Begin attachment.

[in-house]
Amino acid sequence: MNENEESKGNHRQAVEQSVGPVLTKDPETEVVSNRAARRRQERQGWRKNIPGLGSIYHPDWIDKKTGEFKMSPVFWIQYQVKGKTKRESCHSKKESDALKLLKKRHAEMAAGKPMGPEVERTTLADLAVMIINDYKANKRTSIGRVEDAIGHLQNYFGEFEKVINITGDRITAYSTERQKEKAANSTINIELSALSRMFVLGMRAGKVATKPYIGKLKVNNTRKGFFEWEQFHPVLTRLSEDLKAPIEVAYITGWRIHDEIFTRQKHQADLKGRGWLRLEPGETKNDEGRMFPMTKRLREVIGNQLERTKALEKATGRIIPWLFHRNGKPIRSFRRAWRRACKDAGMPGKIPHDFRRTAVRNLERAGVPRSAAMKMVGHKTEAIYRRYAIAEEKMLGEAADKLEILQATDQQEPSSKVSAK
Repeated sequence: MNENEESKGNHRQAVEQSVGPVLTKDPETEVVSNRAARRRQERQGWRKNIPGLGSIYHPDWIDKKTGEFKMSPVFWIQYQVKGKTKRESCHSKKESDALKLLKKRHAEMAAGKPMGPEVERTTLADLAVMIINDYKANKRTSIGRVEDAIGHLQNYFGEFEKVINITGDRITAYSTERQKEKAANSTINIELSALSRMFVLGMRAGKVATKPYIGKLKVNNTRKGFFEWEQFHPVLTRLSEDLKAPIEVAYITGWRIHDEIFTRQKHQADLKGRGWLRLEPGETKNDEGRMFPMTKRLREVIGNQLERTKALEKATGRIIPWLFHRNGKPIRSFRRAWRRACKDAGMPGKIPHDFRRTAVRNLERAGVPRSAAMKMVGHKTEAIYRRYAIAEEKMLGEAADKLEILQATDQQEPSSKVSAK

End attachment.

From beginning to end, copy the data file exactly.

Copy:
[in-house]
Amino acid sequence: MNENEESKGNHRQAVEQSVGPVLTKDPETEVVSNRAARRRQERQGWRKNIPGLGSIYHPDWIDKKTGEFKMSPVFWIQYQVKGKTKRESCHSKKESDALKLLKKRHAEMAAGKPMGPEVERTTLADLAVMIINDYKANKRTSIGRVEDAIGHLQNYFGEFEKVINITGDRITAYSTERQKEKAANSTINIELSALSRMFVLGMRAGKVATKPYIGKLKVNNTRKGFFEWEQFHPVLTRLSEDLKAPIEVAYITGWRIHDEIFTRQKHQADLKGRGWLRLEPGETKNDEGRMFPMTKRLREVIGNQLERTKALEKATGRIIPWLFHRNGKPIRSFRRAWRRACKDAGMPGKIPHDFRRTAVRNLERAGVPRSAAMKMVGHKTEAIYRRYAIAEEKMLGEAADKLEILQATDQQEPSSKVSAK
Repeated sequence: MNENEESKGNHRQAVEQSVGPVLTKDPETEVVSNRAARRRQERQGWRKNIPGLGSIYHPDWIDKKTGEFKMSPVFWIQYQVKGKTKRESCHSKKESDALKLLKKRHAEMAAGKPMGPEVERTTLADLAVMIINDYKANKRTSIGRVEDAIGHLQNYFGEFEKVINITGDRITAYSTERQKEKAANSTINIELSALSRMFVLGMRAGKVATKPYIGKLKVNNTRKGFFEWEQFHPVLTRLSEDLKAPIEVAYITGWRIHDEIFTRQKHQADLKGRGWLRLEPGETKNDEGRMFPMTKRLREVIGNQLERTKALEKATGRIIPWLFHRNGKPIRSFRRAWRRACKDAGMPGKIPHDFRRTAVRNLERAGVPRSAAMKMVGHKTEAIYRRYAIAEEKMLGEAADKLEILQATDQQEPSSKVSAK